The most notable local art exhibitions of the year

"David Smalley Memorial Exhibition," Lyman Allyn Art Museum 

This retrospective exhibit featuring the works of the late local sculptor David Smalley gave an in-depth look into the legacy of this former Connecticut College art professor. His works, which are kinetic (moving), were fascinating, hypnotic and a step away from the static forms typically seen in sculpture — highlighting the innovation that is possible within the art form.

— Mary Biekert

I-Park

Making a trip to East Haddam's I-Park was an unexpected escape from the hustle and bustle of everyday life. Located in the forests bordering Devil's Hopyard, the park boasts miles of winding woods' paths and walkways, interspersed with the works left behind from former resident artists. It seems as if each piece beckons viewers to contemplate their messages, often a commentary on the delicacy of the surrounding environment. Unfortunately, the park is only open on specified days throughout the year, but that makes those rare instances for a visit even more special.

— Mary Biekert

"Female/Feminist," Lyme Academy College of Fine Arts 

Curated by Lyme Academy professor Nancy Gladwell and local independent curator and art collector Alva Greenberg, "Female/Feminist" was thought-provoking and relevant to the public discourse that has been taking place throughout the country on equality and feminism. In fact, the show emerged after a feminist-related controversy arose on campus last year. What followed was a show that sought to break the stereotypes of how women should look or be, while presenting third-wave feminism among other themes in a multi-faceted exhibition.

— Mary Biekert

"Wendy Edwards/Jerry Mischak," Mystic Museum of Art

In the first exhibit to be featured in the Mystic Museum of Art's Water Street Gallery, longtime artists and couple Wendy Edwards and Jerry Mischak showcased their most recent works in a show that explored dualities between the two. On first glance, their works seemed drastically different from one another. Edwards, who is an expressive painter with a tendency to use bright colors, featured large and intensely vibrant paintings of flowers in her pieces, while Mischak, who leans towards a brutalistic aesthetic in his work, displayed stark concrete sculptures also depicting flowers. So when the shared connection playing between their work (including flowers and juxtapositions) became clear, something that was not premeditated by either artist, it was a satisfying and strangely fulfilling discovery.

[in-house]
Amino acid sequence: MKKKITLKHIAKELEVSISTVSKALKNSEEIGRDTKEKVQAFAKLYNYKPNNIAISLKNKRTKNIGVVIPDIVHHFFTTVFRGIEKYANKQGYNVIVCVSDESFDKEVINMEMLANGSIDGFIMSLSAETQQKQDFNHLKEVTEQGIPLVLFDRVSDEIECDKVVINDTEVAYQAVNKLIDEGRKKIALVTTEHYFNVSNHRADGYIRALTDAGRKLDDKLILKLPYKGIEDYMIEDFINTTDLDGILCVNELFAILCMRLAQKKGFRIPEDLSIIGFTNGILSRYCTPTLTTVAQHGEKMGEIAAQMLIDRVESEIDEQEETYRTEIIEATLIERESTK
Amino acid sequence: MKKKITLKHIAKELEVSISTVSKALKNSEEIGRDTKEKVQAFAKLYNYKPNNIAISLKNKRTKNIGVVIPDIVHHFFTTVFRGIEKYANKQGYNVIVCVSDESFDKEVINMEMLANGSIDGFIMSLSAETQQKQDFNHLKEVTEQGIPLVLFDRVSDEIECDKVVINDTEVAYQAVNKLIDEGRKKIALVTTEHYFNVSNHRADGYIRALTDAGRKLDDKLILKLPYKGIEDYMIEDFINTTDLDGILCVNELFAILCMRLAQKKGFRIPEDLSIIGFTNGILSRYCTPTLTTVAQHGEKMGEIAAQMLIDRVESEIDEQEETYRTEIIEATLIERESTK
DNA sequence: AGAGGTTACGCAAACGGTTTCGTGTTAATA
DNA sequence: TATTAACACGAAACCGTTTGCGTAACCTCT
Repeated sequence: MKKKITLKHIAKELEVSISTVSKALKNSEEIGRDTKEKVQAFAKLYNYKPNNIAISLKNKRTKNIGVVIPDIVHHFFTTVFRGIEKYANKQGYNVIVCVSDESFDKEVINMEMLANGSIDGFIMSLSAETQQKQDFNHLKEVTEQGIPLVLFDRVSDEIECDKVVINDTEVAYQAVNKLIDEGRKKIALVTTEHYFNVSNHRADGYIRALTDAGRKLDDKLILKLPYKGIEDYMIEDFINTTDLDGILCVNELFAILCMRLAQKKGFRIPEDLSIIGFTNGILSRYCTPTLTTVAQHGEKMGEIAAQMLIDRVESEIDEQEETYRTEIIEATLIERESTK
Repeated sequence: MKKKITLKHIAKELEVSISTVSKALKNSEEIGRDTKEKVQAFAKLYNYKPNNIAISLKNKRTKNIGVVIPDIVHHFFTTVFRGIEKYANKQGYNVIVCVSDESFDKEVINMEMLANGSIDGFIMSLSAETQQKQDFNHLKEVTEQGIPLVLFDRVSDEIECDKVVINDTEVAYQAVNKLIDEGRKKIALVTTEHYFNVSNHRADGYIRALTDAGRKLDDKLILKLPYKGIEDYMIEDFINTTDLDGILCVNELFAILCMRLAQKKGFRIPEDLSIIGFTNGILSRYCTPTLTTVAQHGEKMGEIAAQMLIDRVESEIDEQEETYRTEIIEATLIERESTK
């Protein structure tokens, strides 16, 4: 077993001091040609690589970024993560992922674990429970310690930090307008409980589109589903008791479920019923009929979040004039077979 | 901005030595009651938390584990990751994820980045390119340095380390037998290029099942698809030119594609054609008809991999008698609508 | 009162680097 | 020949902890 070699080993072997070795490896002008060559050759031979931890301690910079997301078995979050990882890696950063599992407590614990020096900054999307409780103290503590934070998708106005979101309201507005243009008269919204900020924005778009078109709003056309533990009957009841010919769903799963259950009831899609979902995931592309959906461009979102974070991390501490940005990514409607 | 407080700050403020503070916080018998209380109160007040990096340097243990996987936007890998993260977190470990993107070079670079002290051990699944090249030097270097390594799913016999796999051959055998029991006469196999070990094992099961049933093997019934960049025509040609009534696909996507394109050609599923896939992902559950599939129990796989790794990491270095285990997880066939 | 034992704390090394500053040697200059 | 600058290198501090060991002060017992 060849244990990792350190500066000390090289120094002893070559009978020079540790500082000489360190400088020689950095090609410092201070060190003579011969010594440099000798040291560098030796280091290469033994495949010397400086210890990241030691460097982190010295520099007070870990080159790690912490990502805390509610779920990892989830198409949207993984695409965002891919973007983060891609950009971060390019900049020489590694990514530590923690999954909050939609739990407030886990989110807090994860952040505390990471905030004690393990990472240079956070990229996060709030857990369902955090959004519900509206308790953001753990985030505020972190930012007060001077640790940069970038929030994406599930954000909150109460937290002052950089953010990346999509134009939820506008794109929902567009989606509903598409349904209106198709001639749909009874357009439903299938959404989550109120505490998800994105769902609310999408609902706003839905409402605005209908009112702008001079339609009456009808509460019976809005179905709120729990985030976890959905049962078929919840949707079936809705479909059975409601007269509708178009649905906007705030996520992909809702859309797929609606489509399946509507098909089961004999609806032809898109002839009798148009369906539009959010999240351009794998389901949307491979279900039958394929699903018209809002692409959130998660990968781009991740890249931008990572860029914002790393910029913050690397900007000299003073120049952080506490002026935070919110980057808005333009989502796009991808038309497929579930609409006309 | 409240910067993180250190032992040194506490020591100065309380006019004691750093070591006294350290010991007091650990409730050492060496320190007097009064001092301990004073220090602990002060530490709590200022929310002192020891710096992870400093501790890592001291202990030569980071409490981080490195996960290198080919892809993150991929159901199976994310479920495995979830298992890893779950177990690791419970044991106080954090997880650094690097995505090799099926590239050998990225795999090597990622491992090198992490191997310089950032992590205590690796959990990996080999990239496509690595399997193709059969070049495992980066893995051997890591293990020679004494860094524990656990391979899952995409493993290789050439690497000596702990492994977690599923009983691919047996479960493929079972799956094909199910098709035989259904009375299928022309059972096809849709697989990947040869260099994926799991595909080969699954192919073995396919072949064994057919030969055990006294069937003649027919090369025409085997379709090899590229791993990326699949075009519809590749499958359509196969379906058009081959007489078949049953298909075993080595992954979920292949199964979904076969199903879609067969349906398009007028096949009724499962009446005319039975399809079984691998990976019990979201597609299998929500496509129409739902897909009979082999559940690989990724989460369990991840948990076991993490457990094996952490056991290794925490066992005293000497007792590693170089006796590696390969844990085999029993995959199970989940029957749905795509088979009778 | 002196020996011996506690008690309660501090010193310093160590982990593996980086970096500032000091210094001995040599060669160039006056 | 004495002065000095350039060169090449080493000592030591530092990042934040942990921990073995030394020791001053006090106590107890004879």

— Mary Biekert

"Intersections," Connecticut College

A conceptual and extensive exhibition fusing advocacy and expression. that featured works in a variety of media from seven renowned and successful artists — all of whom were born outside the U.S. and now live and work in the region.

— Rick Koster 

"World War I and the Lyme Art Colony," now through Jan. 28 Florence Griswold Museum

Here's a best-of you can still see. The exhibition, curated by Amy Kurt Lansing, explores the role that Lyme Art Colony participants played in helping the war effort after America entered World War I. The work ranges from Childe Hassam's famous "Avenue of the Allies" to Wilson Henry Irvine's "Home from the War," which looks as the difficulties soldiers faced after the conflict. Each piece is fascinating for its own history, and the exhibition also explores various aspects of the era and artists' part in it.

— Kristina Dorsey

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